Poker Players Fear New International Electronic Funds Transfer Policy Proposal

Written by:
C Costigan
Published on:
money laundering


A new proposal by the Obama administration to have all international electronic funds transfers recorded has poker players on edge.  The online poker playing community fears that such a policy would make it even more difficult to transfer funds to and from their favorite card rooms.

The Treasury Department proposes for banks to make weekly reports of all electronic money transfers into and out of the United States.  Until now, only transactions of $10,000 or greater had been reported.

The intention comes under the guise of helping to combat terrorist financing and money laundering activity, but online poker players remain skeptical.

Current legislation holds banking institutions responsible for policing transactions between online poker sites and US players.  Because most Internet poker rooms operate outside the United States in places where there are no laws against gambling online, these businesses are not considered “illegal” within the host jurisdiction (including Great Britain).  Likewise, the current federal law does not make it illegal for a person living in the United States to place bets on the Web (though Washington State does make it a Class C felony, the only individual state to do so).  As such, US authorities have focused their attention on the actual payment processors or intermediaries. 

Banks have long claimed they do not have the capacity to monitor such transactions, especially since there are carve-outs in the law that allow for certain online gambling transactions like horse racing.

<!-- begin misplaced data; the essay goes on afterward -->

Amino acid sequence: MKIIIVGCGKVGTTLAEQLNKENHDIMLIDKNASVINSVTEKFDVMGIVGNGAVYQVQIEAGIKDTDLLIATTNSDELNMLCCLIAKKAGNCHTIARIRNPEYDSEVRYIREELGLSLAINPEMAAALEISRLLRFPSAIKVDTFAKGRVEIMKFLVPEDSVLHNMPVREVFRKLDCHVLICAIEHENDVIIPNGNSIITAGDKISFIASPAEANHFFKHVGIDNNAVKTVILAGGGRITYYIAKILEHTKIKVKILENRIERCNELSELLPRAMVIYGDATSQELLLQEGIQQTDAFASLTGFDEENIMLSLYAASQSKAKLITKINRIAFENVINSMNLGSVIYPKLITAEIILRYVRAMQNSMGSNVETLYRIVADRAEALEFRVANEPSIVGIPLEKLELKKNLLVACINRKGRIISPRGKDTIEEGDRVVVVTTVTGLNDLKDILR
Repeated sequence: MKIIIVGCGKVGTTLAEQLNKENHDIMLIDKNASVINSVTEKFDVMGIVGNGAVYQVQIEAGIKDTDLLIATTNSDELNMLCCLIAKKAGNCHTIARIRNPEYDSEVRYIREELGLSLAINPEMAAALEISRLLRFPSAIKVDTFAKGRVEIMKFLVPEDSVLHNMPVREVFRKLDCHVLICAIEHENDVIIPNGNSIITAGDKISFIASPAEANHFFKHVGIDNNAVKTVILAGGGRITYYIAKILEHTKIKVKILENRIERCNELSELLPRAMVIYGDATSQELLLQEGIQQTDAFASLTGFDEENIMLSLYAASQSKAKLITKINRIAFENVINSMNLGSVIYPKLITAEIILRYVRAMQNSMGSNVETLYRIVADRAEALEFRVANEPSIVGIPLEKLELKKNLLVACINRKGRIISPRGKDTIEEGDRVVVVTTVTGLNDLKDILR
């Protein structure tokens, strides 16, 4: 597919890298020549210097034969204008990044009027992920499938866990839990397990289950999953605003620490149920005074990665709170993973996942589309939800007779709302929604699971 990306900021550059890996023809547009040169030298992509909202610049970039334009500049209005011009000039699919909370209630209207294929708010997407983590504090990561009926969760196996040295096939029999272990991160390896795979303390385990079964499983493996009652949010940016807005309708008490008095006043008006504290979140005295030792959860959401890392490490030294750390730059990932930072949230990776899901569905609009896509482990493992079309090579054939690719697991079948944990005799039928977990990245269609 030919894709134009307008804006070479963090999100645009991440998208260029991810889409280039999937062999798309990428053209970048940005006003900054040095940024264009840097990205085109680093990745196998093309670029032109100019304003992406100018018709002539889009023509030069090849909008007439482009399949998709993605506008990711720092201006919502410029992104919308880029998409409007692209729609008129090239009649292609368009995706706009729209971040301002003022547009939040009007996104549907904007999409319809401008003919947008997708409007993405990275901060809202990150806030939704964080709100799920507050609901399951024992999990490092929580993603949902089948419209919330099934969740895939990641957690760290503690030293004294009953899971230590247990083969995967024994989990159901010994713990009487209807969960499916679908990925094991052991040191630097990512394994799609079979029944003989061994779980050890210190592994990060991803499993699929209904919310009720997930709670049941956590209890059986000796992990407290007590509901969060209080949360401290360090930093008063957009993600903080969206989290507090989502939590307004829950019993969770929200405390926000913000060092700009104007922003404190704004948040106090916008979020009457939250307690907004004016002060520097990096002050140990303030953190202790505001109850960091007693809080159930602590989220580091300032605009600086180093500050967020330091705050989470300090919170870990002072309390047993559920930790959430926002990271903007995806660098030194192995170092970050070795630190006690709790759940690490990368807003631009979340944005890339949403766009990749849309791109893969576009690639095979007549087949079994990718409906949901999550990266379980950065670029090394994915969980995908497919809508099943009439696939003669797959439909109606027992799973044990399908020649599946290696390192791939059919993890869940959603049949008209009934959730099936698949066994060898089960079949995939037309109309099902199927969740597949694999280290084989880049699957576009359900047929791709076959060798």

One concerned poker player had this to say on the Two Plus Two Posting forum:


Interesting and far-reaching implications imo.


This is another nail in the coffin of online poker. It will make enforcement and detection of American money transfers to poker sites outside the U.S. simple and easy.


Until now these transactions have flown under the radar as a result of the fact they were never reported.


If you transfer money to a company that is now linked to money laundering, you run a real risk of becoming entangled in any legal prosecution of that entity if your name is associated with it.


And now any financial association I have with that accused company will be transparent for the gov't to see.


It is estimated that it would cost about $33 million for the financial crimes network to put the rules into effect.

“By establishing a centralized database, this regulatory plan will greatly assist law enforcement in detecting and ferreting out transnational organized crime, multinational drug cartels, terrorist financing and international tax evasion,” said James H. Freis Jr., director of the Financial Crimes Enforcement Network, which is a bureau of the Treasury and is known as Fincen.

In recent weeks, the only of one online poker payment transaction firm facing up to 55 years behind bars on money laundering charges, Canadian Douglas Rennick, was instead sentenced to 6 months probation.  Two other men running separate companies are still awaiting their fate.

Christopher Costigan, Publisher 

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